Nobel Prize for Physics – experts respond

The 2012 Nobel Prize in Physics has been awarded to Serge Haroche and David J. Winelan.

The Laureates independently invented and developed ground-breaking methods for measuring and manipulating individual particles while preserving their quantum-mechanical nature, in ways that were previously thought unattainable.

The official Nobel announcement and background on the award winning research can be found here.

Dr Simon Benjamin of Oxford University’s Department of Materials, said:

“There is worldwide race to learn how to control matter and energy at the quantum level. This is an immense challenge because quantum states are extremely delicate and difficult to manipulate, but when we achieve sufficient control we will be able to produce radically new kinds of technology. Applications range from communication systems through to ultra-accurate clocks and sensors and ultimately the realisation of the “universal quantum computer” which will be able to perform tasks impossible with any conventional supercomputer.

“Wineland and Haroche are two of the pioneers who have taken great steps toward getting the levels of control we need. Wineland’s expertise is in controlling individual atoms: he holds them in a vacuum by electromagnetic fields and then manipulates and measures them with lasers. Haroche’s work is in a sense the exact opposite – he has mastered the art of producing ‘cavities’ that trap photons, the particles of light, for long periods. He can then manipulate and probe the state of the photons using streams of atoms that pass through the cavity. Together these two researchers have massively advanced our abilities to control the interaction between matter and energy at the quantum level.”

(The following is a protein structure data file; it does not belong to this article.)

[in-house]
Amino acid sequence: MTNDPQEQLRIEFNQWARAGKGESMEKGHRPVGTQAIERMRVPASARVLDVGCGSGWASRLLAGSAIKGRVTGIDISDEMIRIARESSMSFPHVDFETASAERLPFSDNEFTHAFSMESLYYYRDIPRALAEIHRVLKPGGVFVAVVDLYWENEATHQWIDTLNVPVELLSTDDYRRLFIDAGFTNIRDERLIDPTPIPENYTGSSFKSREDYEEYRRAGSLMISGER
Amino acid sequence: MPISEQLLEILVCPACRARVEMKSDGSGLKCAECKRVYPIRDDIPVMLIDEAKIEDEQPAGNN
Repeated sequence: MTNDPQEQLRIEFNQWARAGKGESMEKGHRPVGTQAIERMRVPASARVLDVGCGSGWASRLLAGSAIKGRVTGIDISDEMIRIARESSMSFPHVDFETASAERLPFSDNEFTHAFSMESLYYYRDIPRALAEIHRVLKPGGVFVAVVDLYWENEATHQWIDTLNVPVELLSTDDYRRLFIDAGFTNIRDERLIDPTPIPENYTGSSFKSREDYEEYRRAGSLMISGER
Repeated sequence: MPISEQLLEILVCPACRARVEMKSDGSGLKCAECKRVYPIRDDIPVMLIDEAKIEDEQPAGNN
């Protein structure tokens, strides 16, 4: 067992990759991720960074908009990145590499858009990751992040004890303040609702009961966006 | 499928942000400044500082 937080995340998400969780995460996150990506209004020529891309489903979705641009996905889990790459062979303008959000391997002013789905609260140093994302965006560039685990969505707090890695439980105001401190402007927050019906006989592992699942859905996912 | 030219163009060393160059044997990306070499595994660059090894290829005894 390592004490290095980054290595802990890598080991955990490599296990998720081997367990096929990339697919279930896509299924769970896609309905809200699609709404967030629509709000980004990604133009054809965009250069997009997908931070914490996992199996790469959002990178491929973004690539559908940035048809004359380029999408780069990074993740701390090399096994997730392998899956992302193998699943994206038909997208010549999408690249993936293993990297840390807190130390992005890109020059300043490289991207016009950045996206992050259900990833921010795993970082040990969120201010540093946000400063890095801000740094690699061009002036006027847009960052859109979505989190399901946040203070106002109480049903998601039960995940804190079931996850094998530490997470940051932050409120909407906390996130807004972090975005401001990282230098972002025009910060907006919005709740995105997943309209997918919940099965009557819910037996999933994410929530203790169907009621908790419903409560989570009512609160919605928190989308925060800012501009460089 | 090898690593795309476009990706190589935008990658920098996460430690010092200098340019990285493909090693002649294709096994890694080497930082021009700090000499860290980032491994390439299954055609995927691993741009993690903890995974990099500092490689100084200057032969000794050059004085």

Professor Charles Adams, Department of Physics, Durham University, said:

“This is very exciting! Schrodinger thought we had about as much chance of seeing individual atoms and single photons as we have of seeing a dinosaur. Haroche and Wineland showed that we can see and control single atoms and single photons, and what happens when they interact with the classical world, thereby addressing the famous Schrodinger’s cat paradox.

“Their work lays the foundation for 21st technologies where we begin to exploit the fundamental quantum nature of our world.”

Professor Patrick Gill, Senior NPL Fellow & Head, Optical Frequency Standards, National Physical Laboratory, said:

“What Dave W and Serge H have done is demonstrate near complete control over the quantum state of a particle (ion or atom), and develop ways of holding the particle and preparing it in a particular quantum state and watching It evolve over time in response to stimuli (eg pulses of laser light or microwave photons). The biggest problem is the very fragile nature of quantum states which “decohere” very quickly into eg a mixture of thermal states Due to environmental influences (eg temperature, noise due to electric and magnetic fields, collisions with other Particles). The first thing DW does is to electromagnetically trap and cool the ion down to near absolute zero temperature (-273 degrees C or 0 Kelvin) via laser cooling, which he first suggested along with another 3 laureates